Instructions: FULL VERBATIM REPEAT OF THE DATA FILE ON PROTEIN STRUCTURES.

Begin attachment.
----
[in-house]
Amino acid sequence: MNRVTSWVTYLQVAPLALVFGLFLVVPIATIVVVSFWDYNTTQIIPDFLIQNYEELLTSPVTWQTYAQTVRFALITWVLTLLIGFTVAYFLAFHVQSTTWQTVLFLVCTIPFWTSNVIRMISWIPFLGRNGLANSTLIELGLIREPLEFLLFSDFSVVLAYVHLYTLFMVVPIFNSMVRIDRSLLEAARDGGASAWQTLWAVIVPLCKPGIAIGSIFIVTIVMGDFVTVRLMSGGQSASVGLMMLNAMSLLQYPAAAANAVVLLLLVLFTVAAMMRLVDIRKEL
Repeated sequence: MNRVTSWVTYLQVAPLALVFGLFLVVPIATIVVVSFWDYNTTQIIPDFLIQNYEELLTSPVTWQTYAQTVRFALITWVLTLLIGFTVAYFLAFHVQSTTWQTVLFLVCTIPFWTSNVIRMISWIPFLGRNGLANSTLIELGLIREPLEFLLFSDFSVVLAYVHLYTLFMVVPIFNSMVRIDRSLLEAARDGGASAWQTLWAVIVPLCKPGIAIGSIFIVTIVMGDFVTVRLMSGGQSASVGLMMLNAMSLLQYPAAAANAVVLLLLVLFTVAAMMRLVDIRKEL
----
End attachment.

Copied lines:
[in-house]
Amino acid sequence: MNRVTSWVTYLQVAPLALVFGLFLVVPIATIVVVSFWDYNTTQIIPDFLIQNYEELLTSPVTWQTYAQTVRFALITWVLTLLIGFTVAYFLAFHVQSTTWQTVLFLVCTIPFWTSNVIRMISWIPFLGRNGLANSTLIELGLIREPLEFLLFSDFSVVLAYVHLYTLFMVVPIFNSMVRIDRSLLEAARDGGASAWQTLWAVIVPLCKPGIAIGSIFIVTIVMGDFVTVRLMSGGQSASVGLMMLNAMSLLQYPAAAANAVVLLLLVLFTVAAMMRLVDIRKEL
Repeated sequence: MNRVTSWVTYLQVAPLALVFGLFLVVPIATIVVVSFWDYNTTQIIPDFLIQNYEELLTSPVTWQTYAQTVRFALITWVLTLLIGFTVAYFLAFHVQSTTWQTVLFLVCTIPFWTSNVIRMISWIPFLGRNGLANSTLIELGLIREPLEFLLFSDFSVVLAYVHLYTLFMVVPIFNSMVRIDRSLLEAARDGGASAWQTLWAVIVPLCKPGIAIGSIFIVTIVMGDFVTVRLMSGGQSASVGLMMLNAMSLLQYPAAAANAVVLLLLVLFTVAAMMRLVDIRKEL